Paul knows that the stability of our faith is dependent upon a number of things, but one of the things he says is that the stability of our faith is dependent on spiritual encouragement and mutual love. According to the Apostle Paul, the steady Christian is a Christian who has a strengthened heart in the inner most core of their being. Notice in verse 2, he says that he desires that their hearts may be “encouraged, being knit together in love.” In other words, he is saying, “I want this to be a strength which is implanted in the very core of your being, and which causes mutual love.” Paul desires the strengthening of believers hearts, but he also desires that we would be knit together in love, because the steady Christian is involved in loving fellowship. Thus, he is saying, “The kind of knowledge I preach produces love, mutual love. Love which is not puffed up. Love which is not arrogant. Love which does not look out for its own, but it looks out for the interest of others. Love which is self-giving. Love which builds true fellowship across the normal lines of human relations, even across family bounds, even across the bounds of friendship, even across the bounds of nationality and race and all the other things that divide us.” Love is the deliberate, ceaseless, longing for and pursuit of the loved one’s welfare. And that love can be measured. We can measure that love in our attitudes toward one another. We can measure that love in our prayers for one another. That love can be measured in our practical assistance of one another in time of need. And it can be measured in our forbearance with one another.
III. The Steady Christian Has Attained A Settled Conviction.
In verse 2, Paul also says that along with this strengthening of heart by loving fellowship, there is a strengthening of heart by settled conviction. He prays not only that our hearts would be encouraged, having been knit together in love, but that we would attain to all the wealth that comes from the full assurance of understanding. He wants us to have a settled conviction about Christ and a settled commitment to faith. Paul is telling us that assurance leads to healthy and fruitful Christian experience. That is why he can talk about the wealth of assurance. Assurance of where we stand in Christ enables us to turn aside the enticing words of the world, to turn aside the enticing words of false prophets, and to bear up against the buffeting of the world. Assurance enables us to be settled in our commitment and conviction about the hope which is in Christ. That is why Thomas Brooks could say, “Assurance is glory in the bud.” It is the suburbs of heaven. If we live in this life with a settled conviction of the glory which is ours in Christ, we foretaste what awaits for us in heaven. And that strengthens us for the living of these days.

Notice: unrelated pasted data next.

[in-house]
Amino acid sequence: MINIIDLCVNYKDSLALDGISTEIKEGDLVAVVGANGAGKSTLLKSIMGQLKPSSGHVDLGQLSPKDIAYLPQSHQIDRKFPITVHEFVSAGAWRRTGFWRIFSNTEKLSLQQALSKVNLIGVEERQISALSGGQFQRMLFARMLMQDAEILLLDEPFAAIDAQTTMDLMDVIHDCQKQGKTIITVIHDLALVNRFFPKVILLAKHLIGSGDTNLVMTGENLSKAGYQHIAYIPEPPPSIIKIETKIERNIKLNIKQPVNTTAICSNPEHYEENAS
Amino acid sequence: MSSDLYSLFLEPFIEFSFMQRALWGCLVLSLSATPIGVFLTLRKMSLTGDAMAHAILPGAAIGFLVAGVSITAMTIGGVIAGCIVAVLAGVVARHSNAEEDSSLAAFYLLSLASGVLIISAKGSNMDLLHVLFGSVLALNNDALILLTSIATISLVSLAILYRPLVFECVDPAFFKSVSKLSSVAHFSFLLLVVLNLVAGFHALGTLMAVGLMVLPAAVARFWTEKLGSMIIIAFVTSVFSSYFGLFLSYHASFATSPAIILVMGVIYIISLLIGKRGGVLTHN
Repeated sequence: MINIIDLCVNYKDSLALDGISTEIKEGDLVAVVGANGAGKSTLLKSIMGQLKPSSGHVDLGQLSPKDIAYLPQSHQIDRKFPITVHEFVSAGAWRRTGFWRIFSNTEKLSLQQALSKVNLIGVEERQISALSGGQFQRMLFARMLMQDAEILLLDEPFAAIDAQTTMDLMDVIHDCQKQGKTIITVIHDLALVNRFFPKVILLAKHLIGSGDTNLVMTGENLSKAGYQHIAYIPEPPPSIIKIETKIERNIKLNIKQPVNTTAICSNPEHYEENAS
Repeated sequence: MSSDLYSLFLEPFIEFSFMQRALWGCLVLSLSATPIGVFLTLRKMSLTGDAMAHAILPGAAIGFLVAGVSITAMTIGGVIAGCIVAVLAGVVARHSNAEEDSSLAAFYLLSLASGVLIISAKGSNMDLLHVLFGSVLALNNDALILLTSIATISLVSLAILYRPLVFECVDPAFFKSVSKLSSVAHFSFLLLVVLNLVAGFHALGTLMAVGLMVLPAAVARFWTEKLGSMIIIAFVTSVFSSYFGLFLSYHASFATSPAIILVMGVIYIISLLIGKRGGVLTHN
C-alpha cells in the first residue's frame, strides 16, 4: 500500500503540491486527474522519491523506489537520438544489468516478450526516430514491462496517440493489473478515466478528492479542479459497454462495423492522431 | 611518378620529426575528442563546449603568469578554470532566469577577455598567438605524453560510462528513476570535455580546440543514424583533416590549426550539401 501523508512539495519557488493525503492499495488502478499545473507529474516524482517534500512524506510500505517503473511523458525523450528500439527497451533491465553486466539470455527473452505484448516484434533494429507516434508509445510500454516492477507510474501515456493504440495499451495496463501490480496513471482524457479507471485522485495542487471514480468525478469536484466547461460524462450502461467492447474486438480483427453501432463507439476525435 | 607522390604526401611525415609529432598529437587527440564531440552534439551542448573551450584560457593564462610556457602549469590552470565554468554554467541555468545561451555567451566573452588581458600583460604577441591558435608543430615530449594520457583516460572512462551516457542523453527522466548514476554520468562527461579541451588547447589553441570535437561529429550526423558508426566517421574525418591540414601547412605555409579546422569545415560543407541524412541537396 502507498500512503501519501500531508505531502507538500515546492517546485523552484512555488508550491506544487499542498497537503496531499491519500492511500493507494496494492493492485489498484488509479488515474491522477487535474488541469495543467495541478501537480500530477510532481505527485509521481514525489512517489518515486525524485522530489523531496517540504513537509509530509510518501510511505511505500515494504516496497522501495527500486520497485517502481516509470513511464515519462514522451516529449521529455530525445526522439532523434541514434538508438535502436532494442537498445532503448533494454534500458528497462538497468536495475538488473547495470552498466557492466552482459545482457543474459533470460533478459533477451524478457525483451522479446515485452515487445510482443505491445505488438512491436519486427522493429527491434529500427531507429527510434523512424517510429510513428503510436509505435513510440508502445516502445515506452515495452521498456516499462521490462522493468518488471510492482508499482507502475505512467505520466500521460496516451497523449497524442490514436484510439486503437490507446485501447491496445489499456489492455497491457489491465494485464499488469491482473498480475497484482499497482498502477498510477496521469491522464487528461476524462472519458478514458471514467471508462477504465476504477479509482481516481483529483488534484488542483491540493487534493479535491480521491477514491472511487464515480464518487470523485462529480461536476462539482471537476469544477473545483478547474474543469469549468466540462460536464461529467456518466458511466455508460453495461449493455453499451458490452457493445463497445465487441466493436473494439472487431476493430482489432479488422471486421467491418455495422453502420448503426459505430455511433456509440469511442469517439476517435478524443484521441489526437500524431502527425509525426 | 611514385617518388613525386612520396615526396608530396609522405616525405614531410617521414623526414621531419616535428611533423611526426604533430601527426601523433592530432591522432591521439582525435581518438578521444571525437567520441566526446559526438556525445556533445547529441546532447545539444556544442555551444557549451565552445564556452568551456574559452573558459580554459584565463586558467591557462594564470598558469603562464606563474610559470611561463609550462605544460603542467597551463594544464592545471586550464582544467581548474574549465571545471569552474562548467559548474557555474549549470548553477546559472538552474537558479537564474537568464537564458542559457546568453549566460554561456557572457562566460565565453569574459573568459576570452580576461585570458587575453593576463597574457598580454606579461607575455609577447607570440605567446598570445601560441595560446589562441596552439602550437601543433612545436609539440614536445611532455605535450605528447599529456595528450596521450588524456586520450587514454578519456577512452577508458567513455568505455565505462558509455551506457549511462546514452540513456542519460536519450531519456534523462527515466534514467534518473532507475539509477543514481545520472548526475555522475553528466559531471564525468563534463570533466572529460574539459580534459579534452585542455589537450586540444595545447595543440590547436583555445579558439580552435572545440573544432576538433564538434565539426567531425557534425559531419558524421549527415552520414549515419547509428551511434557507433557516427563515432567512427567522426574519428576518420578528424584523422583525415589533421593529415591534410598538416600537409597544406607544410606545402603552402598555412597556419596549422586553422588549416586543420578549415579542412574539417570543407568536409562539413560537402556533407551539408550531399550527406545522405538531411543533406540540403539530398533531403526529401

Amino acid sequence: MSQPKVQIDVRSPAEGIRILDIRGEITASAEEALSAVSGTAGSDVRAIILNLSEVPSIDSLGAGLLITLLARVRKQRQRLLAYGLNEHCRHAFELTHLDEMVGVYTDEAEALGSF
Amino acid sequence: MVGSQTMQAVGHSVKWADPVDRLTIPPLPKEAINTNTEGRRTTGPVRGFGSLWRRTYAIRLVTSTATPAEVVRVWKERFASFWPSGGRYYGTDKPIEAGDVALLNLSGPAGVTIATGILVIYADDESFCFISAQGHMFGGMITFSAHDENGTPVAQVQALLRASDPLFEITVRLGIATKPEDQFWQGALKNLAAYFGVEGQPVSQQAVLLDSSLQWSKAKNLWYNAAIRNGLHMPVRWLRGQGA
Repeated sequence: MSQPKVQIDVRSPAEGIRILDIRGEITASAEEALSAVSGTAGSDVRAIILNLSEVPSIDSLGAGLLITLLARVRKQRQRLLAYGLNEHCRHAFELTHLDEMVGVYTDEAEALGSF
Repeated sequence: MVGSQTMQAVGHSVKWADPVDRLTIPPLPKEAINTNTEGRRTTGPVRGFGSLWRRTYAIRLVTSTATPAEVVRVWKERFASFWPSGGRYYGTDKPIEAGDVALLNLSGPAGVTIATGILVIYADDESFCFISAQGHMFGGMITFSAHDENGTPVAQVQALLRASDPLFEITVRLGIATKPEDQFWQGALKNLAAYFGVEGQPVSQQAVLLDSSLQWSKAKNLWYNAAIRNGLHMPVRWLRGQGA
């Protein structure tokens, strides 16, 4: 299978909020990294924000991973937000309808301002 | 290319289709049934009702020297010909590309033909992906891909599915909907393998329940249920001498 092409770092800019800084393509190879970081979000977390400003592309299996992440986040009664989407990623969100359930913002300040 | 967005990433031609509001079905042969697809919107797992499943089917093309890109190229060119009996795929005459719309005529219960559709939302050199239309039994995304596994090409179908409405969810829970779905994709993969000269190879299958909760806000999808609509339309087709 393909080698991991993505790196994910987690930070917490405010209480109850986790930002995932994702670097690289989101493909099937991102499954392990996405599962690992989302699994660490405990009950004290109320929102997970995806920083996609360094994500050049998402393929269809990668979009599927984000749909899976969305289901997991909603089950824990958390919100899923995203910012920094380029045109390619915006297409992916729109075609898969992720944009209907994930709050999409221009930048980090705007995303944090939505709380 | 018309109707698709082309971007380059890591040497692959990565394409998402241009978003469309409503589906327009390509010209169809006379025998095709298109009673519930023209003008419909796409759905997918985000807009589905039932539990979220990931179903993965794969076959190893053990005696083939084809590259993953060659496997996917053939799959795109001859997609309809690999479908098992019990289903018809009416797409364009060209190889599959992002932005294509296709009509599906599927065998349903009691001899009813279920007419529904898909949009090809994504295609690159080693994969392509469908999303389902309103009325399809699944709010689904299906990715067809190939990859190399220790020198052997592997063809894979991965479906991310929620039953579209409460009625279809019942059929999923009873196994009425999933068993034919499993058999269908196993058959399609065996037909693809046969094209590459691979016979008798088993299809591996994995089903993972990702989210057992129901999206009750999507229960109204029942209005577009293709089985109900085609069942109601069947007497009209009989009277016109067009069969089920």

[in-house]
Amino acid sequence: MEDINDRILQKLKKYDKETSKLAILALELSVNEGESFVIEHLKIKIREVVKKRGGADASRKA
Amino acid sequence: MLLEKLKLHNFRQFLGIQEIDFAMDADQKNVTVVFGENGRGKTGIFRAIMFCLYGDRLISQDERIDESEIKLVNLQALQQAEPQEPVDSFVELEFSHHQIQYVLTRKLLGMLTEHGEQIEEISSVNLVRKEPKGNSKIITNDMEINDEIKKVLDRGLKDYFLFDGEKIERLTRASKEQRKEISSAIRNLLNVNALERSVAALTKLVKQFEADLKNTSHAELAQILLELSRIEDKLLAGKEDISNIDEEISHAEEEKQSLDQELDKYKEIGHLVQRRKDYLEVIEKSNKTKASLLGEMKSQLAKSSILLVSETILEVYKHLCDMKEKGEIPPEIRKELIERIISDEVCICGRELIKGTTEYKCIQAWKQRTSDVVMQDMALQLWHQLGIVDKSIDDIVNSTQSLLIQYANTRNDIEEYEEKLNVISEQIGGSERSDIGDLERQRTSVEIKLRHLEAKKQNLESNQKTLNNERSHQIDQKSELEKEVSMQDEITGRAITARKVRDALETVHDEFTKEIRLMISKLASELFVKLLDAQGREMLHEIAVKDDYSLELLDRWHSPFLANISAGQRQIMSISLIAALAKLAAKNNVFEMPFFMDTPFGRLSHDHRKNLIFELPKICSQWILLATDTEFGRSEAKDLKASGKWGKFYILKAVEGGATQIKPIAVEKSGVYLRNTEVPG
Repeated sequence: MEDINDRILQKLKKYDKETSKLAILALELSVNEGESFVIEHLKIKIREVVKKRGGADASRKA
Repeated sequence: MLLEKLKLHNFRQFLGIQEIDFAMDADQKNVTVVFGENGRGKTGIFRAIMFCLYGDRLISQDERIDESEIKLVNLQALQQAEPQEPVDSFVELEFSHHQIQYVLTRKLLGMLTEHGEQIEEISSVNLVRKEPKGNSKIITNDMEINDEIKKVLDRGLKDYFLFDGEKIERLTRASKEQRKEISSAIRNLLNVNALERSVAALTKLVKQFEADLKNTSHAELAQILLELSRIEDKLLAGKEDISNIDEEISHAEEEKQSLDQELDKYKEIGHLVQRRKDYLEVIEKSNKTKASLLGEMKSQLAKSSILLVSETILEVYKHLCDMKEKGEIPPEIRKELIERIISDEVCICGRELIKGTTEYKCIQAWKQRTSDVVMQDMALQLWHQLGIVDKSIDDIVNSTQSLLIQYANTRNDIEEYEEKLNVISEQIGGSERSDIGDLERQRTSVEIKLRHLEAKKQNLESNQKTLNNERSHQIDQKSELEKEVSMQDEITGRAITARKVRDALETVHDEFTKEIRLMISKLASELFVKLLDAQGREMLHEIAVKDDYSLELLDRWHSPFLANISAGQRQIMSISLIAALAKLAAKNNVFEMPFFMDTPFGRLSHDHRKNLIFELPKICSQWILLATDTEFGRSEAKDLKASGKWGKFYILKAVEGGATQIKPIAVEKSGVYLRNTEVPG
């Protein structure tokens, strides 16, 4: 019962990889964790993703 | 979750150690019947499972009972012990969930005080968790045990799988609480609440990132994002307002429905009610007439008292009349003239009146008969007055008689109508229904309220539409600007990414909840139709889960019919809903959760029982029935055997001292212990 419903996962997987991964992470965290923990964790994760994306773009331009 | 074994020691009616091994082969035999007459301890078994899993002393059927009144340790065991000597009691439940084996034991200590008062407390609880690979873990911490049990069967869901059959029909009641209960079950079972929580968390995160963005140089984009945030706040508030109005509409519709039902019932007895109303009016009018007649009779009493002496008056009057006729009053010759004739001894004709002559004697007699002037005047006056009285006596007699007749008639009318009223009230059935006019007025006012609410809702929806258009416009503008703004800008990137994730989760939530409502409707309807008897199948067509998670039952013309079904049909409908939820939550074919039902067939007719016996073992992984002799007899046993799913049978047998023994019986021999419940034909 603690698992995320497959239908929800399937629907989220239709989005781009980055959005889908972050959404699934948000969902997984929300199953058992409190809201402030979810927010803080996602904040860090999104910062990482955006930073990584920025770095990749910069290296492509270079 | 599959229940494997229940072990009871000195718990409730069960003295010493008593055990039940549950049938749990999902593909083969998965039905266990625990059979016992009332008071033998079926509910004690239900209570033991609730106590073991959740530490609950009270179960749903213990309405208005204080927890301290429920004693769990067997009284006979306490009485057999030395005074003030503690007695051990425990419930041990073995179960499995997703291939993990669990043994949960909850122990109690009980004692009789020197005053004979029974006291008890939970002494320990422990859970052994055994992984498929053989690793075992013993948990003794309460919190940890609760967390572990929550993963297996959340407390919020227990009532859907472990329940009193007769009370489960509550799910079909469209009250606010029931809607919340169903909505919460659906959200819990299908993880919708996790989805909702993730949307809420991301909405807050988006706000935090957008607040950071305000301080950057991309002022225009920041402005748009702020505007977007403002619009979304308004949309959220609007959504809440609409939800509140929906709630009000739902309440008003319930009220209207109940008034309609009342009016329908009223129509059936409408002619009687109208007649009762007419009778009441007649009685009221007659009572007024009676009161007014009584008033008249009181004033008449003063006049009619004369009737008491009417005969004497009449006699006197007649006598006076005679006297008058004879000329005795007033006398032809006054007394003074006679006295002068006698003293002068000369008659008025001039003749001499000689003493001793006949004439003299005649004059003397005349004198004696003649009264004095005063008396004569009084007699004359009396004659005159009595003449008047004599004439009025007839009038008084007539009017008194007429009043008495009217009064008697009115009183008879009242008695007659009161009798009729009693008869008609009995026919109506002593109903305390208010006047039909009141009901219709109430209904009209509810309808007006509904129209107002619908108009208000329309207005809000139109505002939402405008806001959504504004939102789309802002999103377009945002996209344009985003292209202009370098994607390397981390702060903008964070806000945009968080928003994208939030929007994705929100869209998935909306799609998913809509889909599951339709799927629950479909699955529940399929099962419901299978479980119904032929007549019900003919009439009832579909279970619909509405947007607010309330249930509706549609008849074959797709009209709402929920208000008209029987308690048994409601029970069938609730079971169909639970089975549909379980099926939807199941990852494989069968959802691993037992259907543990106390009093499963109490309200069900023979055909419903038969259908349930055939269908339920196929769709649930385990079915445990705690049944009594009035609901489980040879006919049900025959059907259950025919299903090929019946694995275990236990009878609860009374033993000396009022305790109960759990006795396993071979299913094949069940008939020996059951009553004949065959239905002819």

IV. The Steady Christian has True Knowledge of Christ.
The people who were speaking to the Colossians had been peddling to them promises of true knowledge. In response, Paul says, “I’ll give you true knowledge. Christ, the hope of glory, that’s the true knowledge that I want you to have. I don’t want you to have knowledge filled with esoteric abstract ideas borrowed from human philosophy. I want you to have a saving personal knowledge of and relationship to the Lord Jesus Christ, because He is the hope of glory. That is true knowledge.” We enjoy Christ when we have that kind of knowledge of Him. And we willingly, freely, and gratefully obey Christ when we have that kind of knowledge of Him. These are the marks of steady, stable, and mature Christian faith. And the Apostle Paul longs for us to be built up in those marks. May God work in our hearts by His Holy Spirit, that these graces would be built up in such ways as they will not only be undeniable to the world, but that our active love for one another would transcend anything that we have ever experienced before.